*Containment and Emergency Drainage

Active Protection:

*Area-type Automatic Sprinkler or Deluge Protection

*Fixed Directional Deluge Water Spray Protection

*Process Safety Features such as Safety Shut Off Valves

Active fire protection should cover all areas where a flammable liquid release may flow. Containment systems may include emergency drainage that drains to a secondary containment area to help remove the released liquid and discharged water to an impoundment area that is located far from equipment and buildings.

Installation of sprinklers close to the ceiling may not be effective in many CPI applications. Sprinklers are often installed far below ceilings, or below open metal grating, which can significantly delay sprinkler activation. There are two common reasons for this delay:

Stratification. There may be insufficient fire plume buoyancy and temperature at high ceiling levels. It is imperative that sprinklers activate in the first several minutes of a fire, and even this type of small delay in sprinkler activation, especially given the high hazard materials involved in the CPI, can mean complete loss of fire control which can result in a catastrophic event.

Design. There may be no ceiling jet formation to cause sprinkler activation as in the case of a fire occurring below open metal grating. Improper sprinkler system design can lead to complete loss of fire control and a catastrophic loss scenario.

Due to the installation challenges, sprinklers with heat collectors installed far below ceilings and below metal grating have become standard. For this type of design, sprinkler activation is only achieved if the sprinklers are located within the fire plume geometry (i.e., close to the vertical axis of the fire plume), to intercept the buoyant hot gases needed to actuate the sprinkler fusible element that allows the application of water.

The industry guidelines for such sprinkler design are not specific, prescriptive requirements. Therefore, a performance-based analysis is required of the fire protection engineer. NFPA 13 Standard for the Installation of Sprinkler Systems does not specifically address the spacing requirements for sprinklers installed under open metal grating. However, section 8.5.5.3.4 of the 2016 edition of NFPA 13 contains the following verbiage: “Sprinklers installed under open gratings shall be of the intermediate level/rack storage type or otherwise shielded from the discharge of overhead sprinklers.” The annex material elaborates that shields (not heat collectors), should be installed on sprinklers under open grating. The shields are intended to protect sprinklers from discharge of overhead sprinklers, but the intent is often misunderstood as heat collection.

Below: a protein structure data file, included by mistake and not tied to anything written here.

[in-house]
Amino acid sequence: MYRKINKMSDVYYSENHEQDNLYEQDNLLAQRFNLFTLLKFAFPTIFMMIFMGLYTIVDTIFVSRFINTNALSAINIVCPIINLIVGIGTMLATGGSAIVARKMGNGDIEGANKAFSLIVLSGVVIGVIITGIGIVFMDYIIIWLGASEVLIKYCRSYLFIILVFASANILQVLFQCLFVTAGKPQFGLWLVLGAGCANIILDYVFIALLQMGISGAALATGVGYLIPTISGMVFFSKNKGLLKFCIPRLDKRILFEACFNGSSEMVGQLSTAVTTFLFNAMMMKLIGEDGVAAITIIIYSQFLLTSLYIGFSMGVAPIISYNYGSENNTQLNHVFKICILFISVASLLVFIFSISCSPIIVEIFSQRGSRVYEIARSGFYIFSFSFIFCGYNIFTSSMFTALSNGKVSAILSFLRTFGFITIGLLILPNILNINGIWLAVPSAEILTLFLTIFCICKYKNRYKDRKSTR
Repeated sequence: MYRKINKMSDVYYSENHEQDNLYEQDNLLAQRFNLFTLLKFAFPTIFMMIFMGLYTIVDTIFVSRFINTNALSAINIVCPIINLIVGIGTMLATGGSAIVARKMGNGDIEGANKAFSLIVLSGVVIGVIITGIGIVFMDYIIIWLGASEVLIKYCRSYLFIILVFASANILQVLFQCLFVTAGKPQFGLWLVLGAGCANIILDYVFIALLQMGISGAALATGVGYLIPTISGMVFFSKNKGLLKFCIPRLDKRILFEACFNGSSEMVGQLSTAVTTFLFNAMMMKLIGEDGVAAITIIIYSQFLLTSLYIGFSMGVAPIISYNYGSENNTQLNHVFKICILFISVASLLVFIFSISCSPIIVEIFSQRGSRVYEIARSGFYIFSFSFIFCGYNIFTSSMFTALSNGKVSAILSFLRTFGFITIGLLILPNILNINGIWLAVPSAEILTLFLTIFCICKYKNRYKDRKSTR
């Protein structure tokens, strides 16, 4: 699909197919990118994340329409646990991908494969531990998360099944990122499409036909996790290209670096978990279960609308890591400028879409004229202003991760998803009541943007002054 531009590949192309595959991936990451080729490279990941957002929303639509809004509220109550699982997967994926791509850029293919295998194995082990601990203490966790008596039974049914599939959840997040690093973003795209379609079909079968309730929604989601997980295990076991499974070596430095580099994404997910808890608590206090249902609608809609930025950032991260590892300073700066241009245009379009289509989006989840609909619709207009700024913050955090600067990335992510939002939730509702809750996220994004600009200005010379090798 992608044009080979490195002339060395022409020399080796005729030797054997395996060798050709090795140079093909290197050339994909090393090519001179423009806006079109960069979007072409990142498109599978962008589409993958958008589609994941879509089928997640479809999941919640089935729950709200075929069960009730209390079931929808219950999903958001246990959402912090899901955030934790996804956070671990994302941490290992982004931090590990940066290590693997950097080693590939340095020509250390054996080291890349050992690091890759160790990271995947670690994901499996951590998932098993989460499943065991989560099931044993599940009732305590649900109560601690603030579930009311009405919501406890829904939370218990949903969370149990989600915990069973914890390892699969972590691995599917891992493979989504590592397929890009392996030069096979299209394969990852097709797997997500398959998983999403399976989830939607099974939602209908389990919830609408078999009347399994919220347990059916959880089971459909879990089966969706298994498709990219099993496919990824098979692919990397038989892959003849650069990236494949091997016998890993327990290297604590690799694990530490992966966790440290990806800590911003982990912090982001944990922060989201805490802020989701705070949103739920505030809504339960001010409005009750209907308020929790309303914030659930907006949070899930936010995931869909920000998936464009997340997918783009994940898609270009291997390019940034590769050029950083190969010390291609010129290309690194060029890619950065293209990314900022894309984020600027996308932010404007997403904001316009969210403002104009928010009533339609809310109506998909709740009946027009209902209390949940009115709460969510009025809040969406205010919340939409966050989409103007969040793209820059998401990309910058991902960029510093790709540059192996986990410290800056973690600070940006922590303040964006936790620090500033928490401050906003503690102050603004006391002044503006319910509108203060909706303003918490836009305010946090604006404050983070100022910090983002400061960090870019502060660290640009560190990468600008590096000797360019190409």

NFPA 13 Section 8.5.4.1.4 states: “Heat collectors shall not be used as a means to assist the activation of a sprinkler.” Studies have shown that “heat collectors” can actually delay the activation of the sprinkler by forming a dead air pocket. For sprinklers installed far below solid ceilings or below metal grates, sprinkler activation is only achieved as stated above.

Sprinklers are sometimes installed far below the ceiling or below metal grate platforms for protection of critical equipment. This may include directional sprinklers or nozzles to provide exposure protection to the vessel or equipment, in lieu of fire extinguishment or control. This can often be the preferred fire protection approach to mitigate fire damage. The exposure protection objective described in NFPA 15 Standard for Water Spray Fixed Systems for Fire Protection notes that the protection objective is to keep the vessels and other critical equipment sufficiently wet and cool to protect these assets from fire exposure.

The CPI faces unique challenges when it comes to automatic sprinkler protection. This type of protection can be used for different purposes in the CPI. An assessment of the risk, plant layout, and overall loss mitigation goals will help decide which protection option is best suited to the application. Due to the subjectivity and lack of definitive industry guidance for every situation, a qualified fire protection engineer and process safety expert should make the fire and safety design decisions described herein.

Process safety must be applied for loss prevention to decrease the likelihood of a loss occurrence, and this should be combined with active and passive fire protection for mitigation of consequences. These topics should not be considered separately, but viewed as working in partnership as proactive and reactive systems. It is important that these subjects are administered and reviewed by experts in fire protection and process safety fields to ensure adequate protection schemes are employed.

This article originally appeared in the October 2019 issue of Occupational Health & Safety.